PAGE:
Data breaches and hacks occur far too often, with our personal details being constantly compromised. It’s an even bigger problem when the same username and password are used across accounts, making all of them vulnerable. It is surprisingly common, as well as using an insecure password, which is that much easier to crack.
Head to haveibeenpwned.com to see how many data breaches you’ve been a victim of, and by which company. We can’t take it for granted that government agencies, major service providers or private entities are protecting our information on their side or have robust security. Experian and TransUnion are examples of this being beyond our control, which results in increased fraudulent activities.
Once your personal information is dumped on the internet, expect an increase in phishing attempts, calls to verify your information or accounts being opened under your name, to name a few.
Cybersecurity experts have been sharing the same message for more than a decade – never click links from unknown senders. But as of late, this applies to people you know – take the Instagram DM hack for example.
It’s a given that the more complicated your password is, the more difficult it is to crack. Here are some password management services that you can consider for heightened security measures.
LastPass helps you generate passwords securely, autofills them across devices, and stores them in an encrypted vault. There’s been changes with LastPass, as the free version no longer works across all devices. You can still use the free account, but you need to choose either mobile or desktop services. If you choose mobile, it will work across tablets and smartphones but not on a laptop or PC. If you want it to work across all devices, it costs $3 a month, billed at $36 a year. The premium version comes with other benefits, like sharing passwords with trusted family or friends, multifactor authentication, and encrypted storage.
If you’re in the Apple ecosystem, it makes sense to use iCloud Keychain. It is encrypted so not even Apple knows your credentials, and autofills usernames, passwords, credit card info, WiFi passwords, etc on devices you approve. I use it to generate strong passwords, so I never have to remember them. It works seamlessly across devices signed into iCloud, and is extremely useful for setting up new devices. It also has a ‘Security Recommendations’ tab that highlights security risks, such as compromised credentials from data breaches, which also makes it easier to go into and change.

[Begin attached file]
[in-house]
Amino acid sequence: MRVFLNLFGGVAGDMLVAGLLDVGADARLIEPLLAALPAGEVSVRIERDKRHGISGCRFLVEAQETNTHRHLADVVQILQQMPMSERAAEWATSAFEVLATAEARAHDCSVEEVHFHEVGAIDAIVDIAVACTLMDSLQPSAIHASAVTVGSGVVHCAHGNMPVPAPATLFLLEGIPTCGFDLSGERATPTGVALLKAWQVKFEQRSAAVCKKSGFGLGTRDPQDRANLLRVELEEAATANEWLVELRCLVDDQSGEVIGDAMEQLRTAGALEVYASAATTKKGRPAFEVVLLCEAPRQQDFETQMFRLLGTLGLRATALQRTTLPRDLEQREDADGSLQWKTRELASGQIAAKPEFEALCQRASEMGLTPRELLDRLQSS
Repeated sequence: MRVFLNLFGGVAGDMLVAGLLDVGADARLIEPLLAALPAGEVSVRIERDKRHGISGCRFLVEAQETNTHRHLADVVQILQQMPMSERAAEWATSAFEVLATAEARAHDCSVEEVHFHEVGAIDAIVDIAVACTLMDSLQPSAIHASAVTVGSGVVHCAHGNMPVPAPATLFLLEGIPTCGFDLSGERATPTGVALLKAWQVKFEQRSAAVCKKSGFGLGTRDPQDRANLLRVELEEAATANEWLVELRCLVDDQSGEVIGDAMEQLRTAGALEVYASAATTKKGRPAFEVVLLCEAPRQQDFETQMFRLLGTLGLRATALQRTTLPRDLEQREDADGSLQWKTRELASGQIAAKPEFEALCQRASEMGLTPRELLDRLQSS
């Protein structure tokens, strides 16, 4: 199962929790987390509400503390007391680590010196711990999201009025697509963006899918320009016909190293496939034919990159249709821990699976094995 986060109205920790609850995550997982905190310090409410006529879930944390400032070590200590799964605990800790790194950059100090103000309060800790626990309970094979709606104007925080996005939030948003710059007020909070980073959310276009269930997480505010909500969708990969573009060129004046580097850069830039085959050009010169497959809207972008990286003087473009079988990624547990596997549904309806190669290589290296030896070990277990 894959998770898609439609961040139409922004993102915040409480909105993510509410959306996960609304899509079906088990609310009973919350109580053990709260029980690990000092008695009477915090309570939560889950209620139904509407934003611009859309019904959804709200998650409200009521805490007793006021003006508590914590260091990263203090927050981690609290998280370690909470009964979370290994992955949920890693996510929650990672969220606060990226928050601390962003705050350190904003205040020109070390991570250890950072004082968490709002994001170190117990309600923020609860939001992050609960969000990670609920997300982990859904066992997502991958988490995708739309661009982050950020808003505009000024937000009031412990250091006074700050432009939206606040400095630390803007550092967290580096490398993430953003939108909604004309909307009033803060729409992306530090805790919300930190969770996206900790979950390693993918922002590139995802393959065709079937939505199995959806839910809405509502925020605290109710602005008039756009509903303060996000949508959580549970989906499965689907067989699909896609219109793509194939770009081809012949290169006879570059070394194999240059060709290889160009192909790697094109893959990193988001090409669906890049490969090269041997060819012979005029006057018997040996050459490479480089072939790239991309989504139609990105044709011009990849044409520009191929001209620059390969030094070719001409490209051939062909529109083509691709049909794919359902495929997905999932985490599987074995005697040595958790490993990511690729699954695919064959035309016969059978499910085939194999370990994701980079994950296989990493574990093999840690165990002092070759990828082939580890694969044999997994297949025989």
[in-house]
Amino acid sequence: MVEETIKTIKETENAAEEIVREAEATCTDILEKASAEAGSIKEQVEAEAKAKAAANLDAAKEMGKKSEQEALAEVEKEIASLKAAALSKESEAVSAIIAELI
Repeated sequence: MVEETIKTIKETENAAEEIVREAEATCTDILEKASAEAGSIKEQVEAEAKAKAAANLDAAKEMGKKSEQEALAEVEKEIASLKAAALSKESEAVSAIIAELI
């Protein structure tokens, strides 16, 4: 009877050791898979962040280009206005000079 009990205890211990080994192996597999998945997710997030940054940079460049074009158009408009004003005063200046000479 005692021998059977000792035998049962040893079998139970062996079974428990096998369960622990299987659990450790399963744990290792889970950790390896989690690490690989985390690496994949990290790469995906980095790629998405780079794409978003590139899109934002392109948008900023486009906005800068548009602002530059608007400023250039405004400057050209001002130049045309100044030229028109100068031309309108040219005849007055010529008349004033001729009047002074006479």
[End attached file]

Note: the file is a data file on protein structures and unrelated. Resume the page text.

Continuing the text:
The free version of Keeper lets you generate and store unlimited passwords, autofills on mobile only, unlimited payment info, supports biometrics and lets you access it on one device. But if you choose to go premium with Keeper Unlimited at £29.99 per year, it will provide you with access on unlimited devices (Windows, Android, iOS, Mac, Linux) and 24/7 support, amongst other things. It supports various ways for authentication, like biometrics, third party authenticators or Keeper DNA.
It is important to remember that using these services will not keep you 100% protected, and there’s always a concern of free services not being as safe as paid-for ones. Typically, cloud-based services are regarded as safer because of the enhanced security vs. browser-based ones.
Don’t forget to sort out authentication apps while you’re at it, as it is much safer – especially in South Africa where SIM cards easily get cloned – instead of using SMS for two factor authentication codes.
Stay safe, use different passwords for your various accounts, and never click on links to verify your information.
Technology is an ever increasing part of our lives and let’s be honest, many of us like gadgets. There is also an abundance of new online services and apps taking over the traditional services we use. Nafisa Akabor has been covering everything tech for well over a decade and she’ll be writing on how we can do tech within a budget and reviewing some of the new online services. Cache This is published on the last Tuesday of every month.